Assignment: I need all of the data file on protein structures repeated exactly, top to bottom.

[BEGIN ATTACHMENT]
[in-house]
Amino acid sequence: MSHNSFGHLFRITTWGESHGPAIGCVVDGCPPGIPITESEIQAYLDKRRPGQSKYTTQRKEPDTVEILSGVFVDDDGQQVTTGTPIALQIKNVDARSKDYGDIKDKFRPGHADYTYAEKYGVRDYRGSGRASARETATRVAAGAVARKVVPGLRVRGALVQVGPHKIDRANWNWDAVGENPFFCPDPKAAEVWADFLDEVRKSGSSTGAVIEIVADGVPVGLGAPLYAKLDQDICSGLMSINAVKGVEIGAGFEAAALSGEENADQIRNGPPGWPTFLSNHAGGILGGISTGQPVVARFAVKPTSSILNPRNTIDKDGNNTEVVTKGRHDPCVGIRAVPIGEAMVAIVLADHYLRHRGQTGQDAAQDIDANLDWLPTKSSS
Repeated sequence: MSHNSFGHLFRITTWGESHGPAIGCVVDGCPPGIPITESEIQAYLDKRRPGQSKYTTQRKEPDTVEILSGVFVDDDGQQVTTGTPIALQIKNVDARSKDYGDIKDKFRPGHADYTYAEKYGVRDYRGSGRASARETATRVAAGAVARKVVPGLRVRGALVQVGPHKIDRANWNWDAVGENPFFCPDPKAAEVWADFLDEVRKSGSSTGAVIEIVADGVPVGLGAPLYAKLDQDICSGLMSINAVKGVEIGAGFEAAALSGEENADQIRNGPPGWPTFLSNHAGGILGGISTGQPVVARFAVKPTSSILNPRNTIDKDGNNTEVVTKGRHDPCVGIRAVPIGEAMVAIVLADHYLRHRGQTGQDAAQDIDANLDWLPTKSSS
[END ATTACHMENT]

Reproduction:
[in-house]
Amino acid sequence: MSHNSFGHLFRITTWGESHGPAIGCVVDGCPPGIPITESEIQAYLDKRRPGQSKYTTQRKEPDTVEILSGVFVDDDGQQVTTGTPIALQIKNVDARSKDYGDIKDKFRPGHADYTYAEKYGVRDYRGSGRASARETATRVAAGAVARKVVPGLRVRGALVQVGPHKIDRANWNWDAVGENPFFCPDPKAAEVWADFLDEVRKSGSSTGAVIEIVADGVPVGLGAPLYAKLDQDICSGLMSINAVKGVEIGAGFEAAALSGEENADQIRNGPPGWPTFLSNHAGGILGGISTGQPVVARFAVKPTSSILNPRNTIDKDGNNTEVVTKGRHDPCVGIRAVPIGEAMVAIVLADHYLRHRGQTGQDAAQDIDANLDWLPTKSSS
Repeated sequence: MSHNSFGHLFRITTWGESHGPAIGCVVDGCPPGIPITESEIQAYLDKRRPGQSKYTTQRKEPDTVEILSGVFVDDDGQQVTTGTPIALQIKNVDARSKDYGDIKDKFRPGHADYTYAEKYGVRDYRGSGRASARETATRVAAGAVARKVVPGLRVRGALVQVGPHKIDRANWNWDAVGENPFFCPDPKAAEVWADFLDEVRKSGSSTGAVIEIVADGVPVGLGAPLYAKLDQDICSGLMSINAVKGVEIGAGFEAAALSGEENADQIRNGPPGWPTFLSNHAGGILGGISTGQPVVARFAVKPTSSILNPRNTIDKDGNNTEVVTKGRHDPCVGIRAVPIGEAMVAIVLADHYLRHRGQTGQDAAQDIDANLDWLPTKSSS